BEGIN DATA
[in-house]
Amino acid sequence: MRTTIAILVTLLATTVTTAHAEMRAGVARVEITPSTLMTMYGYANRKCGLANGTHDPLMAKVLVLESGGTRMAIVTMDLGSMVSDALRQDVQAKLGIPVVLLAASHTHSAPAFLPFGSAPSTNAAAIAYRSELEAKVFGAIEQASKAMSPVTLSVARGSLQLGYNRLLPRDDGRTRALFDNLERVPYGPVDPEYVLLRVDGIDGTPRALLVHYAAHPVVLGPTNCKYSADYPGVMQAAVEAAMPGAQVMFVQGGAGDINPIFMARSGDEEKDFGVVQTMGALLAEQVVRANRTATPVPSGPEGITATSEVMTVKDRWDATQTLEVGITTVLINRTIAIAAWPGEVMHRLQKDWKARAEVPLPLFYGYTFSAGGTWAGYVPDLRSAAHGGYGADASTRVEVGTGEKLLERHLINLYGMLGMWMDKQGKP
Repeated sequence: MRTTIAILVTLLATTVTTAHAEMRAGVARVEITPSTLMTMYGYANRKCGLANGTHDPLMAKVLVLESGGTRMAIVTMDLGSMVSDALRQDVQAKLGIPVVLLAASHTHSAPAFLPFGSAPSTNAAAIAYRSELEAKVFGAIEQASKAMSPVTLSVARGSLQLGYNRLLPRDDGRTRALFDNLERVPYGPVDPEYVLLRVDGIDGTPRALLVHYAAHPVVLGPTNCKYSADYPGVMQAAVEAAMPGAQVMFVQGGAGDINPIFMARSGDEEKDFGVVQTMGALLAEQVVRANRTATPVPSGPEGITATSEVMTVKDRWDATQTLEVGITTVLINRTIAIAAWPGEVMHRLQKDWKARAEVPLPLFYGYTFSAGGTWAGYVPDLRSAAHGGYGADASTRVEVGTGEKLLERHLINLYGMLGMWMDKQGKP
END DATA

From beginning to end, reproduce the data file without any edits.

[in-house]
Amino acid sequence: MRTTIAILVTLLATTVTTAHAEMRAGVARVEITPSTLMTMYGYANRKCGLANGTHDPLMAKVLVLESGGTRMAIVTMDLGSMVSDALRQDVQAKLGIPVVLLAASHTHSAPAFLPFGSAPSTNAAAIAYRSELEAKVFGAIEQASKAMSPVTLSVARGSLQLGYNRLLPRDDGRTRALFDNLERVPYGPVDPEYVLLRVDGIDGTPRALLVHYAAHPVVLGPTNCKYSADYPGVMQAAVEAAMPGAQVMFVQGGAGDINPIFMARSGDEEKDFGVVQTMGALLAEQVVRANRTATPVPSGPEGITATSEVMTVKDRWDATQTLEVGITTVLINRTIAIAAWPGEVMHRLQKDWKARAEVPLPLFYGYTFSAGGTWAGYVPDLRSAAHGGYGADASTRVEVGTGEKLLERHLINLYGMLGMWMDKQGKP
Repeated sequence: MRTTIAILVTLLATTVTTAHAEMRAGVARVEITPSTLMTMYGYANRKCGLANGTHDPLMAKVLVLESGGTRMAIVTMDLGSMVSDALRQDVQAKLGIPVVLLAASHTHSAPAFLPFGSAPSTNAAAIAYRSELEAKVFGAIEQASKAMSPVTLSVARGSLQLGYNRLLPRDDGRTRALFDNLERVPYGPVDPEYVLLRVDGIDGTPRALLVHYAAHPVVLGPTNCKYSADYPGVMQAAVEAAMPGAQVMFVQGGAGDINPIFMARSGDEEKDFGVVQTMGALLAEQVVRANRTATPVPSGPEGITATSEVMTVKDRWDATQTLEVGITTVLINRTIAIAAWPGEVMHRLQKDWKARAEVPLPLFYGYTFSAGGTWAGYVPDLRSAAHGGYGADASTRVEVGTGEKLLERHLINLYGMLGMWMDKQGKP